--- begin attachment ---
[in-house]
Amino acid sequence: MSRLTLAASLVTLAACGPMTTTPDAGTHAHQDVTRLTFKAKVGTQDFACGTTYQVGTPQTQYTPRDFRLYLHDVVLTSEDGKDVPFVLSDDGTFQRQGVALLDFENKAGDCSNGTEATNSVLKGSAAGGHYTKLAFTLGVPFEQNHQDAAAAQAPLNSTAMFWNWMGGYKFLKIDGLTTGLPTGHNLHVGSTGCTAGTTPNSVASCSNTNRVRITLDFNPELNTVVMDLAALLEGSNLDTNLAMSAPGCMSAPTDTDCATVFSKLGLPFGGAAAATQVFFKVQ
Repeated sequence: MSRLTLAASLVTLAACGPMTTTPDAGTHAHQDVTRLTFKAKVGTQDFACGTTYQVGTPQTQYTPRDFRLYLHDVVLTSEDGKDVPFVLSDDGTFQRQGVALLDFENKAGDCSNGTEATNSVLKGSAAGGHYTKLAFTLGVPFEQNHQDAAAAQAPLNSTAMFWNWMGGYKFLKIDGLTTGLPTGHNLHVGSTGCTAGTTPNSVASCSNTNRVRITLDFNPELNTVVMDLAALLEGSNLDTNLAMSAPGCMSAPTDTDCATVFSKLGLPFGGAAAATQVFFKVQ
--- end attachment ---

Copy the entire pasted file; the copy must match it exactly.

[in-house]
Amino acid sequence: MSRLTLAASLVTLAACGPMTTTPDAGTHAHQDVTRLTFKAKVGTQDFACGTTYQVGTPQTQYTPRDFRLYLHDVVLTSEDGKDVPFVLSDDGTFQRQGVALLDFENKAGDCSNGTEATNSVLKGSAAGGHYTKLAFTLGVPFEQNHQDAAAAQAPLNSTAMFWNWMGGYKFLKIDGLTTGLPTGHNLHVGSTGCTAGTTPNSVASCSNTNRVRITLDFNPELNTVVMDLAALLEGSNLDTNLAMSAPGCMSAPTDTDCATVFSKLGLPFGGAAAATQVFFKVQ
Repeated sequence: MSRLTLAASLVTLAACGPMTTTPDAGTHAHQDVTRLTFKAKVGTQDFACGTTYQVGTPQTQYTPRDFRLYLHDVVLTSEDGKDVPFVLSDDGTFQRQGVALLDFENKAGDCSNGTEATNSVLKGSAAGGHYTKLAFTLGVPFEQNHQDAAAAQAPLNSTAMFWNWMGGYKFLKIDGLTTGLPTGHNLHVGSTGCTAGTTPNSVASCSNTNRVRITLDFNPELNTVVMDLAALLEGSNLDTNLAMSAPGCMSAPTDTDCATVFSKLGLPFGGAAAATQVFFKVQ